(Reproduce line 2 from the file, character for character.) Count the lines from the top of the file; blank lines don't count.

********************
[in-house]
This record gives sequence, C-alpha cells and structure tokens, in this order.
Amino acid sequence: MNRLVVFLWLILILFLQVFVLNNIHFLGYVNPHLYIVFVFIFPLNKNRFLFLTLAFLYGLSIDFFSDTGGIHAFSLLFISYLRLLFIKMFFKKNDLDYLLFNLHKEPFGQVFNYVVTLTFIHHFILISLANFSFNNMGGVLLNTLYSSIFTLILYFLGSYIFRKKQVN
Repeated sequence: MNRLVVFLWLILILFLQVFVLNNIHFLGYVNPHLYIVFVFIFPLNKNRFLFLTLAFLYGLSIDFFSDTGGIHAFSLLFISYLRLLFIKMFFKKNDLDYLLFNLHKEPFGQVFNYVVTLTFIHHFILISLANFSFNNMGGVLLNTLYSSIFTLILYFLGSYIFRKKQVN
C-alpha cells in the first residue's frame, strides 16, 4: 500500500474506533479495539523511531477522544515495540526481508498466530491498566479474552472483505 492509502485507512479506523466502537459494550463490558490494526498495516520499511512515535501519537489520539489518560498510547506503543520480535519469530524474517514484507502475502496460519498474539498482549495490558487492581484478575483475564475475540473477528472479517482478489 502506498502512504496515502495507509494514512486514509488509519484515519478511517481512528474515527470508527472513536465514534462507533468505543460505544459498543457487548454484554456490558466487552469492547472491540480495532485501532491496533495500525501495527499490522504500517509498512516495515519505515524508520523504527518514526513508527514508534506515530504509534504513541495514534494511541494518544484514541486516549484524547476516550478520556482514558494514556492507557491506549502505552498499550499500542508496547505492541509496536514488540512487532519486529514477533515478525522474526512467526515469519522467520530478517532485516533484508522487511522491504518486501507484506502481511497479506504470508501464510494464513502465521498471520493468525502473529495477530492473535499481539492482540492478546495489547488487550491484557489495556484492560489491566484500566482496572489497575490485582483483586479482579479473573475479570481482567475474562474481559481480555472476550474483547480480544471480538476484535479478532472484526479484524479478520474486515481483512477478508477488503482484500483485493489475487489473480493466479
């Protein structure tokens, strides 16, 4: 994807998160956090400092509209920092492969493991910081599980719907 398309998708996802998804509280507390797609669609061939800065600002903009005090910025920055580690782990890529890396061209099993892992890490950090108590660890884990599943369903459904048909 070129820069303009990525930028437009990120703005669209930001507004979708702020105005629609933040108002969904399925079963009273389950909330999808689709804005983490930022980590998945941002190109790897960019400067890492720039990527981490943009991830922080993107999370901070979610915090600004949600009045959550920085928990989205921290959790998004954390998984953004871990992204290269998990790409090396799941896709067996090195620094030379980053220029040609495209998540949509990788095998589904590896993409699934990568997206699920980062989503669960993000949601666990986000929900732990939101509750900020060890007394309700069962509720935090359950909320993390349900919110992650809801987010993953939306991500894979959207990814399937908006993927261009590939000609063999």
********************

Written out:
This record gives sequence, C-alpha cells and structure tokens, in this order.